LOS ANGELES – This was the kind of game USC would have found a way to lose the last two seasons.
Admit it, even though you probably picked USC to win the game, in the back of your mind you knew this team was entirely capable of mailing it in Saturday afternoon.
Forget for a moment the Trojans were playing former USC offensive and defensive coordinators Steve Sarkisian and Nick Holt, who had led Washington to back-to-back last-second wins over USC the last two seasons.
This was the kind of game even when USC was playing for BCS bowl games would have overlooked with games against Oregon and UCLA coming up to finish the season.
Not only did USC not overlook this game, they looked it straight in the eyes and slapped it upside the head.
USC’s 40-17 thrashing of Washington on Saturday was further proof the Trojans have turned the corner under Lane Kiffin. The rest of the country will not fully realize this as long as USC is on probation and unable to play in the postseason but they will be well aware of it soon enough.
This USC team is more than just a feel-good story after a triple overtime loss to Stanford. They are slowing looking like the team Pete Carroll coached to seven straight BCS bowl games and 11-win seasons.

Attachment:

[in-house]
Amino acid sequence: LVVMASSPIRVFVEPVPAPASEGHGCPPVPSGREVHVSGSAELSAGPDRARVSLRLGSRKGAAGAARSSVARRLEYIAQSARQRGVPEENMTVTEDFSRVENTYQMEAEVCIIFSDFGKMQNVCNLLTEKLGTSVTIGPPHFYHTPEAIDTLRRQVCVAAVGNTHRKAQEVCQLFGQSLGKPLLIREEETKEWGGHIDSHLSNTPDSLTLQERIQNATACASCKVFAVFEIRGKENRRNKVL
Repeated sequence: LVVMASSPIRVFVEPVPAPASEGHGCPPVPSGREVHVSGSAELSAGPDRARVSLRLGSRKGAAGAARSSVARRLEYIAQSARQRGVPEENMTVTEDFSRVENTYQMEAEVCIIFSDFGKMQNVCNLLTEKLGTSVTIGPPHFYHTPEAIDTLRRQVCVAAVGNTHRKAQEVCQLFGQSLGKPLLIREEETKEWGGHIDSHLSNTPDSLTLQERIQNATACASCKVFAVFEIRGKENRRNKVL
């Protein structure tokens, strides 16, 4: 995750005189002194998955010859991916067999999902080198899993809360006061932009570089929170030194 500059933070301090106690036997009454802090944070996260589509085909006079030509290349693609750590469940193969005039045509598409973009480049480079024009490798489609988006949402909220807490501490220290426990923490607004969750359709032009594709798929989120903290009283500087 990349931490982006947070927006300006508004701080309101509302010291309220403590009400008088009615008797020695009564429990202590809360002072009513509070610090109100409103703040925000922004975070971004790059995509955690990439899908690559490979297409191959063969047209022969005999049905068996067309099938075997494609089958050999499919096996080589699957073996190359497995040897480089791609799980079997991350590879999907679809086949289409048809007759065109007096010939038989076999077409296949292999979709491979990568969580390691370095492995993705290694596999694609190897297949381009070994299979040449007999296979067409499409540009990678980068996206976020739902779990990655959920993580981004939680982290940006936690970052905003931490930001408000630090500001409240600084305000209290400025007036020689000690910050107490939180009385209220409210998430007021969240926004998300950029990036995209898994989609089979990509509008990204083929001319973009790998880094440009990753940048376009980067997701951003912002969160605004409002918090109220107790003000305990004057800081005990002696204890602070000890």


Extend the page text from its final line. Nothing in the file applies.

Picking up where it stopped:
It’s hard to say exactly when they turned the corner. From most accounts it was after their embarrassing 43-22 loss to Arizona State in Tempe, which was more than just wakeup call for a young team that desperately needed one. It was a game they trailed 21-6 in the first half before storming back to take a 22-21 lead with 4:15 left in the third quarter and then came completely undone.
Since then the Trojans’ offense has scored at least 30 points in every game, their defense has given up 17 or fewer points in four of their last five games, and they have yet to lose a game in regulation (or double overtime for that matter). And, yes, Kiffin is still upset referees didn’t let Andre Heidari, who is 13-for-15 on the season, kick a game-winning field goal in regulation against Stanford.
Almost as amazing as USC’s resurgence after being left for dead after the Arizona State blowout, has been the players who have powered this unlikely rebirth.
When the NCAA put USC on five-year probation, including a two-year bowl ban and the loss of 30 scholarships over 3 years, many believed was USC was done. Remember, the Trojans’ fall from grace had already taken place under Carroll when USC lost three of its last five games of the 2009 season, including getting blown out by Oregon and Stanford by a combined 61 points. It wasn’t like Kiffin was taking over the 2005 Orange Bowl team.
Almost two years later, however, USC’s renaissance is being driven by a group of underclassman who chose to come to USC or stay at USC despite the sanctions.
Ten of the 11 starters on offense and 9 of the 11 starters on defense are underclassmen. There have been 8 other underclassmen that have started this year as well and the team’s kicker and punter are underclassmen as well.